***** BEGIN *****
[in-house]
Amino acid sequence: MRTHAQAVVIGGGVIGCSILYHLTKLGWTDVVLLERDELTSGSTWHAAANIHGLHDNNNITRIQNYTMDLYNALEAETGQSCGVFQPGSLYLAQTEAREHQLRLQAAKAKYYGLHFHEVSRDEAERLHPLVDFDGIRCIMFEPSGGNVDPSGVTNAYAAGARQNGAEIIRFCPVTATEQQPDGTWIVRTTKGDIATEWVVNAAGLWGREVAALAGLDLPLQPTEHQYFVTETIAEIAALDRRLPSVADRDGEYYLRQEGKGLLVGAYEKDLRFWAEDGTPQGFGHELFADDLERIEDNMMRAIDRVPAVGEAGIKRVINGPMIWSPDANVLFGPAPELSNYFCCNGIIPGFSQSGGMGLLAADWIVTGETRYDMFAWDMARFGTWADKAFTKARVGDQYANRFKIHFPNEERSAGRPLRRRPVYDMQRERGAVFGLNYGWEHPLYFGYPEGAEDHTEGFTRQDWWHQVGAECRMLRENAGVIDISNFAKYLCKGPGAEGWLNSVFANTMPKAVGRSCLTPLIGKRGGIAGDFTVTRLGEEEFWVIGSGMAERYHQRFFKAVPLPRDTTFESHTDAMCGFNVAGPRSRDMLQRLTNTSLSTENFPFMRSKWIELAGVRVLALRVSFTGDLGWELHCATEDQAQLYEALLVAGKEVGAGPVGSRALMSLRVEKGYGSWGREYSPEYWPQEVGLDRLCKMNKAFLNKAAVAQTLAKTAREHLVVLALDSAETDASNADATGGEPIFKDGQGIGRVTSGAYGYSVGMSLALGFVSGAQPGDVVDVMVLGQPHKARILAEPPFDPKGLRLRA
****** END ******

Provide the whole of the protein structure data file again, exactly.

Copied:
[in-house]
Amino acid sequence: MRTHAQAVVIGGGVIGCSILYHLTKLGWTDVVLLERDELTSGSTWHAAANIHGLHDNNNITRIQNYTMDLYNALEAETGQSCGVFQPGSLYLAQTEAREHQLRLQAAKAKYYGLHFHEVSRDEAERLHPLVDFDGIRCIMFEPSGGNVDPSGVTNAYAAGARQNGAEIIRFCPVTATEQQPDGTWIVRTTKGDIATEWVVNAAGLWGREVAALAGLDLPLQPTEHQYFVTETIAEIAALDRRLPSVADRDGEYYLRQEGKGLLVGAYEKDLRFWAEDGTPQGFGHELFADDLERIEDNMMRAIDRVPAVGEAGIKRVINGPMIWSPDANVLFGPAPELSNYFCCNGIIPGFSQSGGMGLLAADWIVTGETRYDMFAWDMARFGTWADKAFTKARVGDQYANRFKIHFPNEERSAGRPLRRRPVYDMQRERGAVFGLNYGWEHPLYFGYPEGAEDHTEGFTRQDWWHQVGAECRMLRENAGVIDISNFAKYLCKGPGAEGWLNSVFANTMPKAVGRSCLTPLIGKRGGIAGDFTVTRLGEEEFWVIGSGMAERYHQRFFKAVPLPRDTTFESHTDAMCGFNVAGPRSRDMLQRLTNTSLSTENFPFMRSKWIELAGVRVLALRVSFTGDLGWELHCATEDQAQLYEALLVAGKEVGAGPVGSRALMSLRVEKGYGSWGREYSPEYWPQEVGLDRLCKMNKAFLNKAAVAQTLAKTAREHLVVLALDSAETDASNADATGGEPIFKDGQGIGRVTSGAYGYSVGMSLALGFVSGAQPGDVVDVMVLGQPHKARILAEPPFDPKGLRLRA